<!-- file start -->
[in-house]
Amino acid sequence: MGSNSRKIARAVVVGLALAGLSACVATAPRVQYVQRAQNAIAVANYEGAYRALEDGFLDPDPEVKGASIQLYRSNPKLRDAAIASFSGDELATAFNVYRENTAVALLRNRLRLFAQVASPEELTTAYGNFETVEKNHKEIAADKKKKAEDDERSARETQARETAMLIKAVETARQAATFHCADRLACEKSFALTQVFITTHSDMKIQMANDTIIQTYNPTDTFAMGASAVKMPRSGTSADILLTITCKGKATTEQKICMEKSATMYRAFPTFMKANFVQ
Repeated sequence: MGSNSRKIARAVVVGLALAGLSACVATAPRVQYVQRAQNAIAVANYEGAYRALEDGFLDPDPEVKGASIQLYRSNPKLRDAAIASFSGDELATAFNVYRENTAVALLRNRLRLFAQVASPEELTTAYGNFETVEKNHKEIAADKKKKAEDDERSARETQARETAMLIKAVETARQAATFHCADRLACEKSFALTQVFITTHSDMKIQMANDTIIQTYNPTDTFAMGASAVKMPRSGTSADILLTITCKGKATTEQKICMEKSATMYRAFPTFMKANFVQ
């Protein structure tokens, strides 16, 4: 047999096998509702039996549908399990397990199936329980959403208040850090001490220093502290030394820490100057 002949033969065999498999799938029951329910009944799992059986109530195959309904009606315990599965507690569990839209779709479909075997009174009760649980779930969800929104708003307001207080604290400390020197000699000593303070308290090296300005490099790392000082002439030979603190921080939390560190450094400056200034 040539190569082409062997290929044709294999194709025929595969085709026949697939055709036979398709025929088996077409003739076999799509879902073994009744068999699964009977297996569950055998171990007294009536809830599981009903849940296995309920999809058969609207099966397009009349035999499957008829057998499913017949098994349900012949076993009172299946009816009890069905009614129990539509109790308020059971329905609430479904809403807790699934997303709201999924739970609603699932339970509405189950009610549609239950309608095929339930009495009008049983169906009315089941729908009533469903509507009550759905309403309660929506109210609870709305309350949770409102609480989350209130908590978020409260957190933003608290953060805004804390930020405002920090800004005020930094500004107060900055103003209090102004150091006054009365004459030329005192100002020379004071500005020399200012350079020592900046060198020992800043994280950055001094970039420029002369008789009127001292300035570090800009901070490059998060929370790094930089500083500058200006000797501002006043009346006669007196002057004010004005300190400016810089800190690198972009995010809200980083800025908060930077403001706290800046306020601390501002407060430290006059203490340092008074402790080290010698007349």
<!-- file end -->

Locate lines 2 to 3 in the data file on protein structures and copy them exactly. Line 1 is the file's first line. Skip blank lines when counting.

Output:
Amino acid sequence: MGSNSRKIARAVVVGLALAGLSACVATAPRVQYVQRAQNAIAVANYEGAYRALEDGFLDPDPEVKGASIQLYRSNPKLRDAAIASFSGDELATAFNVYRENTAVALLRNRLRLFAQVASPEELTTAYGNFETVEKNHKEIAADKKKKAEDDERSARETQARETAMLIKAVETARQAATFHCADRLACEKSFALTQVFITTHSDMKIQMANDTIIQTYNPTDTFAMGASAVKMPRSGTSADILLTITCKGKATTEQKICMEKSATMYRAFPTFMKANFVQ
Repeated sequence: MGSNSRKIARAVVVGLALAGLSACVATAPRVQYVQRAQNAIAVANYEGAYRALEDGFLDPDPEVKGASIQLYRSNPKLRDAAIASFSGDELATAFNVYRENTAVALLRNRLRLFAQVASPEELTTAYGNFETVEKNHKEIAADKKKKAEDDERSARETQARETAMLIKAVETARQAATFHCADRLACEKSFALTQVFITTHSDMKIQMANDTIIQTYNPTDTFAMGASAVKMPRSGTSADILLTITCKGKATTEQKICMEKSATMYRAFPTFMKANFVQ